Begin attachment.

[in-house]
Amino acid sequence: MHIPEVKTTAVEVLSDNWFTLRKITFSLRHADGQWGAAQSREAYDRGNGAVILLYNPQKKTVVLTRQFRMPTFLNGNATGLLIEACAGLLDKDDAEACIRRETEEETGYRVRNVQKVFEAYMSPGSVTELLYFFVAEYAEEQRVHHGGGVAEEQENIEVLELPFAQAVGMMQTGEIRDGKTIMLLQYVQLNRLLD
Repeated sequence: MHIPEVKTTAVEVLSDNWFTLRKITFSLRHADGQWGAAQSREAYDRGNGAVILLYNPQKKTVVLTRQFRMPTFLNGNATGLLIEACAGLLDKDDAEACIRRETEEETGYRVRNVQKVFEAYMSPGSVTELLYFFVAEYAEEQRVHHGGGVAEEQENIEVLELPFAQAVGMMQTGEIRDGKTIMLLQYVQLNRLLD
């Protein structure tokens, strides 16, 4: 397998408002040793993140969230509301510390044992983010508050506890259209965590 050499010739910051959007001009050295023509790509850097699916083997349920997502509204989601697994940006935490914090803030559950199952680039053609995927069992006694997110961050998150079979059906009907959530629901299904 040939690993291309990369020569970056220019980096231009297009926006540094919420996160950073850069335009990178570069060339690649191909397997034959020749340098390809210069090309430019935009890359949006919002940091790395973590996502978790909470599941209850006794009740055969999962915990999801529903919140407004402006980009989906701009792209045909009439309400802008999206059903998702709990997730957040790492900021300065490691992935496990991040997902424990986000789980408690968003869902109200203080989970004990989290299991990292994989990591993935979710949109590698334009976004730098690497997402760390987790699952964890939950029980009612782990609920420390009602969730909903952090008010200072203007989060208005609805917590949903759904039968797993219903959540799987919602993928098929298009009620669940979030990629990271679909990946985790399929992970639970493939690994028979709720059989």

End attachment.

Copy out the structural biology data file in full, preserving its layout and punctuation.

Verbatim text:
[in-house]
Amino acid sequence: MHIPEVKTTAVEVLSDNWFTLRKITFSLRHADGQWGAAQSREAYDRGNGAVILLYNPQKKTVVLTRQFRMPTFLNGNATGLLIEACAGLLDKDDAEACIRRETEEETGYRVRNVQKVFEAYMSPGSVTELLYFFVAEYAEEQRVHHGGGVAEEQENIEVLELPFAQAVGMMQTGEIRDGKTIMLLQYVQLNRLLD
Repeated sequence: MHIPEVKTTAVEVLSDNWFTLRKITFSLRHADGQWGAAQSREAYDRGNGAVILLYNPQKKTVVLTRQFRMPTFLNGNATGLLIEACAGLLDKDDAEACIRRETEEETGYRVRNVQKVFEAYMSPGSVTELLYFFVAEYAEEQRVHHGGGVAEEQENIEVLELPFAQAVGMMQTGEIRDGKTIMLLQYVQLNRLLD
């Protein structure tokens, strides 16, 4: 397998408002040793993140969230509301510390044992983010508050506890259209965590 050499010739910051959007001009050295023509790509850097699916083997349920997502509204989601697994940006935490914090803030559950199952680039053609995927069992006694997110961050998150079979059906009907959530629901299904 040939690993291309990369020569970056220019980096231009297009926006540094919420996160950073850069335009990178570069060339690649191909397997034959020749340098390809210069090309430019935009890359949006919002940091790395973590996502978790909470599941209850006794009740055969999962915990999801529903919140407004402006980009989906701009792209045909009439309400802008999206059903998702709990997730957040790492900021300065490691992935496990991040997902424990986000789980408690968003869902109200203080989970004990989290299991990292994989990591993935979710949109590698334009976004730098690497997402760390987790699952964890939950029980009612782990609920420390009602969730909903952090008010200072203007989060208005609805917590949903759904039968797993219903959540799987919602993928098929298009009620669940979030990629990271679909990946985790399929992970639970493939690994028979709720059989």